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Flying at Lanark

Flying at Lanark

Flying at Lanark might today seem a strange idea, but in 1910 Lanark was chosen as the spot for the World’s Third Aviation Meeting.

The lead up to the Aviation Meeting led to the creation of a new station at Lanark Racecourse and the provision of special stands for the spectators.

The actual Aviation Meeting was held between August 6th  to August 12th  1910.   It attracted approximately 300,000 visitors.   To bring such a  large number of people to Lanark a special train time had to be organised.  This included trains that were first class only.

The actual airshow itself was a great success attracting aviators of different nationalities – Chilean, Belgian, Dutch, American, Italian, French as well as many British competitors.

AT Lanark many records were shattered varying from altitude to speed.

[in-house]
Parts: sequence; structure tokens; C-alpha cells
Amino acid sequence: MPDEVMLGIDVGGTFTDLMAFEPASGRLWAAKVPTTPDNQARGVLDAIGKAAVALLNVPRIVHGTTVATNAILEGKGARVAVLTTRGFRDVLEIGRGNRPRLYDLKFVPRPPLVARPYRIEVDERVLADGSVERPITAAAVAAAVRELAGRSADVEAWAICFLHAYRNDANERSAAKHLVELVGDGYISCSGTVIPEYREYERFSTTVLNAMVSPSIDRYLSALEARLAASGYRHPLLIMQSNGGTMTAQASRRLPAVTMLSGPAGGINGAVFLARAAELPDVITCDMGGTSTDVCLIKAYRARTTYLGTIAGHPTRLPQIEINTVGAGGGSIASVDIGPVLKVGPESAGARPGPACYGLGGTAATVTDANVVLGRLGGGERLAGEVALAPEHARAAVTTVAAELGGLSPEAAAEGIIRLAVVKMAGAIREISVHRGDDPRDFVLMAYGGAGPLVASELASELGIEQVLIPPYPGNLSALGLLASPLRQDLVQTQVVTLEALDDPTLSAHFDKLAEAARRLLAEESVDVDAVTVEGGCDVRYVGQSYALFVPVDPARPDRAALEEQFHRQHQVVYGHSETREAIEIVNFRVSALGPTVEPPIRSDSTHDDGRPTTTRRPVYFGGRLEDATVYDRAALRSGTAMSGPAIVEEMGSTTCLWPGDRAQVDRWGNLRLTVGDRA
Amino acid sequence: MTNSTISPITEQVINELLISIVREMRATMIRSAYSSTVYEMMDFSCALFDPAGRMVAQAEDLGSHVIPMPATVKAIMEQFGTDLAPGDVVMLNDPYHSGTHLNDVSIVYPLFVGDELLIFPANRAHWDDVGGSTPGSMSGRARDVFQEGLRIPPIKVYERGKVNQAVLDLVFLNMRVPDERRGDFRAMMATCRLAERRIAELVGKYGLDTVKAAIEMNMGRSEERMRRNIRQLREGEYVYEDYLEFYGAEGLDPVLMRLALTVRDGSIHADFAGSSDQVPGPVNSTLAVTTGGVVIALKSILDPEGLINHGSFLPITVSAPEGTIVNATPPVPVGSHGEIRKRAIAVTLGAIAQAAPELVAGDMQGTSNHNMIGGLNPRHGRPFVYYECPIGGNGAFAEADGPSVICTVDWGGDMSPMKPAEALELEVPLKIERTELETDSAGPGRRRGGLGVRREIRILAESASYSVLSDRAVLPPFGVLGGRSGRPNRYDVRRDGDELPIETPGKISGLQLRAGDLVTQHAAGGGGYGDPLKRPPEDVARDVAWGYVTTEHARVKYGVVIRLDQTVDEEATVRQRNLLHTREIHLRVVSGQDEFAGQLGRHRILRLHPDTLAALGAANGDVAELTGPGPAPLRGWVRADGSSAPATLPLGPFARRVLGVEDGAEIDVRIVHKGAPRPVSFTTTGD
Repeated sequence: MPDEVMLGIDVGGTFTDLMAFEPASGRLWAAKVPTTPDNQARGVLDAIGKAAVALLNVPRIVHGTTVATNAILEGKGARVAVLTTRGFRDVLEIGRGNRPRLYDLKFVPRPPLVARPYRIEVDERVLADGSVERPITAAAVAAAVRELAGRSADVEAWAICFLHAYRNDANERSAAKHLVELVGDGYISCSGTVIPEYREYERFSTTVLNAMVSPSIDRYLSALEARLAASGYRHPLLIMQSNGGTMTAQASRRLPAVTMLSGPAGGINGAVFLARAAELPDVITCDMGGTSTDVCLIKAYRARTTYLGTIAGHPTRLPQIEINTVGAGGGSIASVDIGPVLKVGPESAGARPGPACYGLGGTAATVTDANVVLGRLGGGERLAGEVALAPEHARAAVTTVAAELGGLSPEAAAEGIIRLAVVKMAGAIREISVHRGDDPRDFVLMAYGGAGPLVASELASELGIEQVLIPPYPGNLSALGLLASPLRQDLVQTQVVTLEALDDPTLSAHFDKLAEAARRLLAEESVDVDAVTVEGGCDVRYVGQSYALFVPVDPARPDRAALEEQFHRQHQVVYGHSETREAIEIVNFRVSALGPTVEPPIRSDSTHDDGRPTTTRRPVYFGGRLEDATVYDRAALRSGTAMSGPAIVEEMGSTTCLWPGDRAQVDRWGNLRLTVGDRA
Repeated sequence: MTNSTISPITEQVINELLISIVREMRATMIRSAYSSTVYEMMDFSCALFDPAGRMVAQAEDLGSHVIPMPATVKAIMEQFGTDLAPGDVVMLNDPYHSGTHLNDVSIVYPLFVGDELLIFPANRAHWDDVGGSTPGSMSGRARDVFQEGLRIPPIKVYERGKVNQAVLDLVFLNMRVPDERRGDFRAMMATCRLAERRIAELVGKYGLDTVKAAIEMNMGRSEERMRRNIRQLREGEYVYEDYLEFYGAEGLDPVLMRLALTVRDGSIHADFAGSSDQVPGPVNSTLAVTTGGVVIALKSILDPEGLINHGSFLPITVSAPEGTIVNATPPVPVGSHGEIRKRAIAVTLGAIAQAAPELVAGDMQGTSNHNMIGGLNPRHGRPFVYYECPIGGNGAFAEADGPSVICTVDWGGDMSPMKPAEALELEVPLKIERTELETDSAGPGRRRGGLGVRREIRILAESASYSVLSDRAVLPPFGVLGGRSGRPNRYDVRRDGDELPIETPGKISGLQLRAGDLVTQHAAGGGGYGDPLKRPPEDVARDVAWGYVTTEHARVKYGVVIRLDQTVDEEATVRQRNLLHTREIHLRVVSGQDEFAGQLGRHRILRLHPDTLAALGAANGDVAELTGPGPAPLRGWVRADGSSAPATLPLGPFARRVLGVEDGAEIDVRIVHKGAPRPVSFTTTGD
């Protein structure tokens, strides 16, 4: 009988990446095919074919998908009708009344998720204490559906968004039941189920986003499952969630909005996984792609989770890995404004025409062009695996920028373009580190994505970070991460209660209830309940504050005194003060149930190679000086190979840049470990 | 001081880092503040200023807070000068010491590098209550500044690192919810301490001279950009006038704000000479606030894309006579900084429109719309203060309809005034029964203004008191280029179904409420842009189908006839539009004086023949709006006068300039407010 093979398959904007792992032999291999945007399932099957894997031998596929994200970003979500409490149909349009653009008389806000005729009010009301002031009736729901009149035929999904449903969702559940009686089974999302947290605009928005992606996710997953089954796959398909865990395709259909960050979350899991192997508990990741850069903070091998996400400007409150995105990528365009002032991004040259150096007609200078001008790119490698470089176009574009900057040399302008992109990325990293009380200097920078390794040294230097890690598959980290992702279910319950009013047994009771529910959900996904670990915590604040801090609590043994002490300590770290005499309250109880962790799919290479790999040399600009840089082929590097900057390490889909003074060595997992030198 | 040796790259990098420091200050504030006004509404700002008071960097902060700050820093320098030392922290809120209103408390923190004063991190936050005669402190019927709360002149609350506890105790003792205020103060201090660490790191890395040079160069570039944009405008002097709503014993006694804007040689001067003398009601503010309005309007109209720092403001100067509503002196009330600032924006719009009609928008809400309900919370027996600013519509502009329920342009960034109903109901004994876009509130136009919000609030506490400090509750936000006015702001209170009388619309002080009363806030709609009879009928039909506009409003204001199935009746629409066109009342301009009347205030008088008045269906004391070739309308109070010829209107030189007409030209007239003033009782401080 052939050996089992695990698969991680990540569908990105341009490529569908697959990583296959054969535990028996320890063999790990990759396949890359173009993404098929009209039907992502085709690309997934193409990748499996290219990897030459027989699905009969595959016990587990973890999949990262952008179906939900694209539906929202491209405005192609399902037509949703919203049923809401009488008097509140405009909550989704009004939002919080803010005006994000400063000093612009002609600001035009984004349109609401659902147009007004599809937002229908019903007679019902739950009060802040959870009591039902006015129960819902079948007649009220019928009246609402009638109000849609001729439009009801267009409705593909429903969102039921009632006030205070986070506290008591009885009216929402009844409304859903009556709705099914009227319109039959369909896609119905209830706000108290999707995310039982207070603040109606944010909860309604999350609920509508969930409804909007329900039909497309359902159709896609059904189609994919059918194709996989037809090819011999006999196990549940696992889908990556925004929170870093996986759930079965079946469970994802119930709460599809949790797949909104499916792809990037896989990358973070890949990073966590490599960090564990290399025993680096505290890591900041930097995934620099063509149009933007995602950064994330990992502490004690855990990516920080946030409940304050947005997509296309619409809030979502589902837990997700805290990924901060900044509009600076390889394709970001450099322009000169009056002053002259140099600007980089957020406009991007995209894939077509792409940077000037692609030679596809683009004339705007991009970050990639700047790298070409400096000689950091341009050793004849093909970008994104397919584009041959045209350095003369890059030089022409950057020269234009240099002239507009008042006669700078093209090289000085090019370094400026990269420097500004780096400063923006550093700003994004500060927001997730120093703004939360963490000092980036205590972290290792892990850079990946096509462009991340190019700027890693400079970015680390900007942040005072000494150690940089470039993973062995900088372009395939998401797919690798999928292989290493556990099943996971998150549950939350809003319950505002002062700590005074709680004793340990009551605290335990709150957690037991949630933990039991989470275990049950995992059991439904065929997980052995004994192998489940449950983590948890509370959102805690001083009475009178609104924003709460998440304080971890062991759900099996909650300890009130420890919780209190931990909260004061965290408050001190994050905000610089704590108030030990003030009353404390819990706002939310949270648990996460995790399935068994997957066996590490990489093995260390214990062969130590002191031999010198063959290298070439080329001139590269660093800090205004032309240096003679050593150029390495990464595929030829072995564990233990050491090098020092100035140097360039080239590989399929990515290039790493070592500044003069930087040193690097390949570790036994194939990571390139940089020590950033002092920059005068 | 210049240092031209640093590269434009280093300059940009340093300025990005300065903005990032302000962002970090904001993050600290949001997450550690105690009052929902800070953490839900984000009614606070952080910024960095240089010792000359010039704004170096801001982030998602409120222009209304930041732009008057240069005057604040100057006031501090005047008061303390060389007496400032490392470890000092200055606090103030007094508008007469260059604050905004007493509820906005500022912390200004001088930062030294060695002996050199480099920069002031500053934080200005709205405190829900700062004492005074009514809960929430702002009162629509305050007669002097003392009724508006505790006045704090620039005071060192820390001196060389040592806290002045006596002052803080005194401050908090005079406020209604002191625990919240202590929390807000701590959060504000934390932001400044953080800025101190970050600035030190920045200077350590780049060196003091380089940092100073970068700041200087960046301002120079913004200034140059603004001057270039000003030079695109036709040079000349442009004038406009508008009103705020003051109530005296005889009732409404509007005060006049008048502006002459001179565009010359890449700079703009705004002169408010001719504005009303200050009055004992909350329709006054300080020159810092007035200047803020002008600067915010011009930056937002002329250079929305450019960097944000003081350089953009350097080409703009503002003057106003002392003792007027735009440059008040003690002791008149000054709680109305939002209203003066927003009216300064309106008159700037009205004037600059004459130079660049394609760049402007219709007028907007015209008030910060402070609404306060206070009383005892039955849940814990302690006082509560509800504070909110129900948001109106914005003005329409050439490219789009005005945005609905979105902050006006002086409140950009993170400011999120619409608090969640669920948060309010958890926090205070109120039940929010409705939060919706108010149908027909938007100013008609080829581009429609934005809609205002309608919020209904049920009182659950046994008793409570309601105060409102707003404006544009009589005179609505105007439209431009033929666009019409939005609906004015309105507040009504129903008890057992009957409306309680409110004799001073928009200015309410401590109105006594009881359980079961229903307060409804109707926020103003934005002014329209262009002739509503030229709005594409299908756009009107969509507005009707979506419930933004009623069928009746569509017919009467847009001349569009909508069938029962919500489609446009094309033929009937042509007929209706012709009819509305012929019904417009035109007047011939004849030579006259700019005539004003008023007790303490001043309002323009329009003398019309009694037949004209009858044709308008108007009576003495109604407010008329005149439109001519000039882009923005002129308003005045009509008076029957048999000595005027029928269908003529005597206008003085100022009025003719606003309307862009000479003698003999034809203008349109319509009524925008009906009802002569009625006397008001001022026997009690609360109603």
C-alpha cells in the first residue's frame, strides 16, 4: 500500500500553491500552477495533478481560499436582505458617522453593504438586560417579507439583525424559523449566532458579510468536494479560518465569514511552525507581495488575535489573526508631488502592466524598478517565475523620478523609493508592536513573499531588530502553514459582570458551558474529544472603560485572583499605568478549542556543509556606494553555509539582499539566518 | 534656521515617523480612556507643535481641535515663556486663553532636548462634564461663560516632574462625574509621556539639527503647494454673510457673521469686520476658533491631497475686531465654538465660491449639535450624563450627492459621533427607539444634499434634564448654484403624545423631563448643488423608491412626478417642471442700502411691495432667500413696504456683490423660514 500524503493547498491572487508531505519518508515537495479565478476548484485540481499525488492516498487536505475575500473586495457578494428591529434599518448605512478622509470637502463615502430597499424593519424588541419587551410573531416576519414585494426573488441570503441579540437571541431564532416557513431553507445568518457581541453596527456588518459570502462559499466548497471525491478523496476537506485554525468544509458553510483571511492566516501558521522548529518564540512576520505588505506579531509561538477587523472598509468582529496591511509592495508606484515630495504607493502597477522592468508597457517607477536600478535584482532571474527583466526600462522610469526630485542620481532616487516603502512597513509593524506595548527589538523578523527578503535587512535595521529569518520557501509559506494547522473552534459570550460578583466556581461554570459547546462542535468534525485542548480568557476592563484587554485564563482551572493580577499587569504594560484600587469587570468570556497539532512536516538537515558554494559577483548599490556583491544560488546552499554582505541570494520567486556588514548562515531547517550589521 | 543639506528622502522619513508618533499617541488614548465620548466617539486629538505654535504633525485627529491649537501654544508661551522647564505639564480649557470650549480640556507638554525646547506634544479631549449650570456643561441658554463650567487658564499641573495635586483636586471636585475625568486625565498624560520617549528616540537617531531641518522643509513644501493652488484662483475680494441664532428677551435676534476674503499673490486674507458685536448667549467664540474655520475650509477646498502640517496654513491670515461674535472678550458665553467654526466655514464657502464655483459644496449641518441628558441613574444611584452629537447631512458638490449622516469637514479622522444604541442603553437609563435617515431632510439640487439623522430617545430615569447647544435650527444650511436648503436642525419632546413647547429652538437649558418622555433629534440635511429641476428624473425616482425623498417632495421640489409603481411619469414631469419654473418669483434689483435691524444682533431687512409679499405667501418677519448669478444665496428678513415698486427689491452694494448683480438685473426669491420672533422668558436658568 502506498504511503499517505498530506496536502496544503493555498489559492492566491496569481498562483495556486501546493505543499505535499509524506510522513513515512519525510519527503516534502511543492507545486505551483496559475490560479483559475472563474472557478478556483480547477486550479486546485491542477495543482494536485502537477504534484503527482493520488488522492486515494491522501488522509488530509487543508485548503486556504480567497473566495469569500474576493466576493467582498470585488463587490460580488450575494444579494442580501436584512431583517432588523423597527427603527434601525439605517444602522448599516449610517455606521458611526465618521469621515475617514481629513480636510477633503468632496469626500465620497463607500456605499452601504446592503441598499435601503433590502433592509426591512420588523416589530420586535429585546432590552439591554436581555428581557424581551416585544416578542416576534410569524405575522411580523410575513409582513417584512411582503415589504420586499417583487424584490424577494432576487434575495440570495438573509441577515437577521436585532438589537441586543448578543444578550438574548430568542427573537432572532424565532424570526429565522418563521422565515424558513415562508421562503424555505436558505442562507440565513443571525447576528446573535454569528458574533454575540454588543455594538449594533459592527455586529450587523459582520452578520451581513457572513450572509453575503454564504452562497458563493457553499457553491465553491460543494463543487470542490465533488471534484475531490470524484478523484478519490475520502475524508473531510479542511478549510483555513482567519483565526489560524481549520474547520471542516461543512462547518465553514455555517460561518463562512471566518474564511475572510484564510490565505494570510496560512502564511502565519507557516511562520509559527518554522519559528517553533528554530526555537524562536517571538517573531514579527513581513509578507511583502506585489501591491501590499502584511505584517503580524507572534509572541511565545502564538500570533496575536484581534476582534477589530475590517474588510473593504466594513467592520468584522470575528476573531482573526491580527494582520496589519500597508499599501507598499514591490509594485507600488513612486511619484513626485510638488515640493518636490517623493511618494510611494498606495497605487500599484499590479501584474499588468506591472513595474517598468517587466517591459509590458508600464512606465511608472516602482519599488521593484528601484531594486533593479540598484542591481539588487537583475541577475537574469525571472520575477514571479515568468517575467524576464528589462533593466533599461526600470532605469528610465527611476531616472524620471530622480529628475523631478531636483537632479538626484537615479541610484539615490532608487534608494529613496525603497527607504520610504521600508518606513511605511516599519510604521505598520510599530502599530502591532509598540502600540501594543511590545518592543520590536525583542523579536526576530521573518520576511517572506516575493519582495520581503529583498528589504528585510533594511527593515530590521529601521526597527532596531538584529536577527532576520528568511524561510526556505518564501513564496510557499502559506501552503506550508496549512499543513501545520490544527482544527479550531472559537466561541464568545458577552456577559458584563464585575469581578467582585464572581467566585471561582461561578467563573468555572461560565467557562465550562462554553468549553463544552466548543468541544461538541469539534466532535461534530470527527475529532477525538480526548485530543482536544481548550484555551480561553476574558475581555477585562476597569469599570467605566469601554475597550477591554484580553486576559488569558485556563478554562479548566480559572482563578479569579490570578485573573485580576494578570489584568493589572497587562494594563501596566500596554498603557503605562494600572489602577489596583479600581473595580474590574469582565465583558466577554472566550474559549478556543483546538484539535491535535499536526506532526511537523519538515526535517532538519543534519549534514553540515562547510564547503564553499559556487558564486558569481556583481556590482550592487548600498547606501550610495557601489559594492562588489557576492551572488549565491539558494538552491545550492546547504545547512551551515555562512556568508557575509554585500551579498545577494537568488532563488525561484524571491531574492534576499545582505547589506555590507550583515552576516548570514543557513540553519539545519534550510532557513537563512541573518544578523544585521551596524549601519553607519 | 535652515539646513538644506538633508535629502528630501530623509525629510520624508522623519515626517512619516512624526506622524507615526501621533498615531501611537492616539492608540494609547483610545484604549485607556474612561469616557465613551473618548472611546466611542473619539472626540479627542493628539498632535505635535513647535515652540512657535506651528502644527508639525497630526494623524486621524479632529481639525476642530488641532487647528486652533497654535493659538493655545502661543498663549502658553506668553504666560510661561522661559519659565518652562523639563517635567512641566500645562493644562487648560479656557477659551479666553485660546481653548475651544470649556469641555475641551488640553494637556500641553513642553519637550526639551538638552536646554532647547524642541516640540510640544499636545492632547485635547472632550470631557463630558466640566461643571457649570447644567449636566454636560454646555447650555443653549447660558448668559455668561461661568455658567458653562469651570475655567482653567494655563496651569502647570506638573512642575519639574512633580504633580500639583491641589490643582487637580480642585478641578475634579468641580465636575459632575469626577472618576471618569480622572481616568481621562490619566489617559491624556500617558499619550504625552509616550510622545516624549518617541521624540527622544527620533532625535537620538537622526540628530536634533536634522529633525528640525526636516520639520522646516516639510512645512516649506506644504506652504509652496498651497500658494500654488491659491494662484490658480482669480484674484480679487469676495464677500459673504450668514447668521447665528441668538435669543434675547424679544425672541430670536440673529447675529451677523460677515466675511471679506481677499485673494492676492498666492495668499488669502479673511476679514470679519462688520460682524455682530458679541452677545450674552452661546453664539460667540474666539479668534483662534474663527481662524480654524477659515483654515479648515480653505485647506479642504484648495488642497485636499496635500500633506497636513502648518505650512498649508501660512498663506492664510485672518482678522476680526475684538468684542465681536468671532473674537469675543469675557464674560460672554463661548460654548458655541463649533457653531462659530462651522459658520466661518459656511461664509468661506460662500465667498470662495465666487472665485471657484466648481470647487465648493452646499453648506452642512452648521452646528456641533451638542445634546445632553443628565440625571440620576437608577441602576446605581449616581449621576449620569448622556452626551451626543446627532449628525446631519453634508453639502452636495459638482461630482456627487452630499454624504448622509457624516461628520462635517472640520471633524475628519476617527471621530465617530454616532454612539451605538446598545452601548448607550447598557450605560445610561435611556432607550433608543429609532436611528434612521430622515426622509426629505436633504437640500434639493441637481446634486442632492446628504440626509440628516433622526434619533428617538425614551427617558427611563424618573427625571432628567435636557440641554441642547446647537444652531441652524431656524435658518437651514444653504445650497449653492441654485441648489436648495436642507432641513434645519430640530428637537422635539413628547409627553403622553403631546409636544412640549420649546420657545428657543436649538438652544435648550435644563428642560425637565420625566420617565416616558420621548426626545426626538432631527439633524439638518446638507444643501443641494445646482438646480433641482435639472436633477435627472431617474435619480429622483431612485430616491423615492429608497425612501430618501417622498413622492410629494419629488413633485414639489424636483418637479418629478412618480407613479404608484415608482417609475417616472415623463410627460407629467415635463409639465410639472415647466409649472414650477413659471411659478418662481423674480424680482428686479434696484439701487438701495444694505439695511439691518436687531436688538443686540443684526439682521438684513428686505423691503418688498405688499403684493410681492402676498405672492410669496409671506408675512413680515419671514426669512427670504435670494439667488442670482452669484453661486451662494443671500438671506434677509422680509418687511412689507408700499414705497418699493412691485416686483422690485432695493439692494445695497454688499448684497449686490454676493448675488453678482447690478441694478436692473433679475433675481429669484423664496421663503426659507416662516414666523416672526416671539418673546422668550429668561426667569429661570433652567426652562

The most important decision after the Aviation Meeting was to order a number of Bristol Boxkites for the engineers in the Army.   These planes were to become the nucleus of what was to become the R.A.F. in 1918.

There was also a plan to make Lanark Racecourse into an Airport.  This idea was rejected by the Council and Hendon near London  took on the idea.     However the Racecourse and other places around Lanark were to act as hosts to Aviation events up to 1935.   Sir Alan Cobham was one of the people to organise such an event.

Thought there is no flying in Lanark apart from model aircraft at Lanark Racecourse, there is involvement with aviation.

A local business, Martin Aerospace established in 1993, makes  parts for both civil airliners and military aircraft.

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